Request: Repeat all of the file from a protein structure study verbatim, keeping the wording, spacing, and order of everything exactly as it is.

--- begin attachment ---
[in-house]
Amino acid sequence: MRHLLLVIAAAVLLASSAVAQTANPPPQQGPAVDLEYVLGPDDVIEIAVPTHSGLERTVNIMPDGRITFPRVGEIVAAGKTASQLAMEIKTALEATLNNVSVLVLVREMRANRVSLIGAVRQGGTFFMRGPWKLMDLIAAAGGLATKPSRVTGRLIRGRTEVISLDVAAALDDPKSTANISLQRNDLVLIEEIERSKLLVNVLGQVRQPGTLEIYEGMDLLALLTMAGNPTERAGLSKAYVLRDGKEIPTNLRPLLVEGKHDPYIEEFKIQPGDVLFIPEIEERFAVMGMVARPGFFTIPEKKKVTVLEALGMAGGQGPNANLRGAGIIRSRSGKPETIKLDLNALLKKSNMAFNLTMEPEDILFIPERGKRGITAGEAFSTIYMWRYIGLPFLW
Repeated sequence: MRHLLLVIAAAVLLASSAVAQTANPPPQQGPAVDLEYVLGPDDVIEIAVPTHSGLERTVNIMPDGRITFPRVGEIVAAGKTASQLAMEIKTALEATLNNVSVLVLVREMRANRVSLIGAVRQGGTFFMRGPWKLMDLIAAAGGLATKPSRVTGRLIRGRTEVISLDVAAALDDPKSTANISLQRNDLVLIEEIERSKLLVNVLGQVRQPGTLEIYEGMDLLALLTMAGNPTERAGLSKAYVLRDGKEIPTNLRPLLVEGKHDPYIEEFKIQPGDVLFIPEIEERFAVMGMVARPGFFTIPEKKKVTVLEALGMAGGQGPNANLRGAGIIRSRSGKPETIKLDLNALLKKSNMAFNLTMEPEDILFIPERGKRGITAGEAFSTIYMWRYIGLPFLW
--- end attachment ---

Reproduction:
[in-house]
Amino acid sequence: MRHLLLVIAAAVLLASSAVAQTANPPPQQGPAVDLEYVLGPDDVIEIAVPTHSGLERTVNIMPDGRITFPRVGEIVAAGKTASQLAMEIKTALEATLNNVSVLVLVREMRANRVSLIGAVRQGGTFFMRGPWKLMDLIAAAGGLATKPSRVTGRLIRGRTEVISLDVAAALDDPKSTANISLQRNDLVLIEEIERSKLLVNVLGQVRQPGTLEIYEGMDLLALLTMAGNPTERAGLSKAYVLRDGKEIPTNLRPLLVEGKHDPYIEEFKIQPGDVLFIPEIEERFAVMGMVARPGFFTIPEKKKVTVLEALGMAGGQGPNANLRGAGIIRSRSGKPETIKLDLNALLKKSNMAFNLTMEPEDILFIPERGKRGITAGEAFSTIYMWRYIGLPFLW
Repeated sequence: MRHLLLVIAAAVLLASSAVAQTANPPPQQGPAVDLEYVLGPDDVIEIAVPTHSGLERTVNIMPDGRITFPRVGEIVAAGKTASQLAMEIKTALEATLNNVSVLVLVREMRANRVSLIGAVRQGGTFFMRGPWKLMDLIAAAGGLATKPSRVTGRLIRGRTEVISLDVAAALDDPKSTANISLQRNDLVLIEEIERSKLLVNVLGQVRQPGTLEIYEGMDLLALLTMAGNPTERAGLSKAYVLRDGKEIPTNLRPLLVEGKHDPYIEEFKIQPGDVLFIPEIEERFAVMGMVARPGFFTIPEKKKVTVLEALGMAGGQGPNANLRGAGIIRSRSGKPETIKLDLNALLKKSNMAFNLTMEPEDILFIPERGKRGITAGEAFSTIYMWRYIGLPFLW